Setting BANKIA as the standard for provisioning might lead to disaster

1spain052612MADRID | Bankia’s Chairman brilliant performance in transforming the hole he found in his company as an opportunity to ransack the public coffers, has turned him in government’s shadow financial policy maker. His recipe to cure banking ills will receive little praise in economic circles. But it sounds extremely simple and effective. Writing down bad loans resorting to taxpayers’ money amounts to a rather dull endeavour. Bur indulging in such a practice for building up a solid buffer to cover potential contingencies you might, or not, incur in future, stands as a sharp idea.

The shortcoming of this rather unconventional wisdom lies in the devastating effect it might have on the financial system should it be put into practice by everyone. Just think about residential mortgages. They currently show a rather outstanding repayment ratio, doubtful loans amounting to less then 3% on average. And yet, fresh provisions planned in BANKIA for this safe-end portfolio implies that up to 10% might eventually go wrong.

Similar precautionary measures are implemented for corporate lending. All

in all, should others follow this path, extra requirements would represent no less than 15% in GDP terms.

Such a move would imply massive public involvement transferring the onus to sovereign risk premium. In the same shot, it would also put under severe stress  even the most solid institutions around. Such a bleak scenario hardly provides the faintest hope for the country to avoid resorting to bail out. But once the idea has been floated and apparently well received by government, one fears it might lead to a general enforcement of the BANKIA model. Even if such a standard is not introduced on a mandatory basis, it will set a precedent for future restructuring schemes.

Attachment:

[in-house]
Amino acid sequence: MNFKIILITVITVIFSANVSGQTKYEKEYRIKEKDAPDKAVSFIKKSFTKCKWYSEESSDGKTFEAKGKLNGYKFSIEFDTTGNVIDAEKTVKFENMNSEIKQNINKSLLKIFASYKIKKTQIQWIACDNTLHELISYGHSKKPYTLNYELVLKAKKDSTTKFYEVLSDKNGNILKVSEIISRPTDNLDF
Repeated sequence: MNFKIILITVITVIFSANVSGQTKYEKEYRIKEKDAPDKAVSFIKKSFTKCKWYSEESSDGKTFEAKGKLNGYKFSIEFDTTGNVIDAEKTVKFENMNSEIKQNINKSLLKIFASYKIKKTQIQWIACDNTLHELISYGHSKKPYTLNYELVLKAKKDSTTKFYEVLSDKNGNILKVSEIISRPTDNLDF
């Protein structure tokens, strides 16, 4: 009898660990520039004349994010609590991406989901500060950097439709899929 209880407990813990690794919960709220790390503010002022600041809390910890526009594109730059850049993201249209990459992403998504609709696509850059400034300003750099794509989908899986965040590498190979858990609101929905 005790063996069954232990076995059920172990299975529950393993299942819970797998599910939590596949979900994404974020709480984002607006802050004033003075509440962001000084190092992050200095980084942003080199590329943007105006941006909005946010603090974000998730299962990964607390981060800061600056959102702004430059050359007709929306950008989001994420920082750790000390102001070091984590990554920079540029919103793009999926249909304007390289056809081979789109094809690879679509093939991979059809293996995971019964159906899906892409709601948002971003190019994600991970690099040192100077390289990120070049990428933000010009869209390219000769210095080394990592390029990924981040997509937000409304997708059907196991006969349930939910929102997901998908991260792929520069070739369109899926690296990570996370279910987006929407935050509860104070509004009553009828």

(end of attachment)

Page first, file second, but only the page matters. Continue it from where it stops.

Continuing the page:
Increasing provisioning beyond reasonable levels only can provide the false sentiment to ring-fence the financial system against any kind of potential threat. In fact it would dig its graveyard by sharply reducing its lending capacity and trimming down its margins. Only economic recovery can put banking solidly back on track, especially if efforts are also undertaken to prop up productivity, reducing operating costs and enhancing its obsolete business model. Entrenching yourself deep under the surface in a stubbornly defensive stance has hardly ever proved the good strategy to win a war.


About the Author

JP Marin Arrese
Juan Pedro Marín Arrese is a Madrid-based economic analyst and observer. He regularly publishes articles in the Spanish leading financial newspaper 'Expansión'.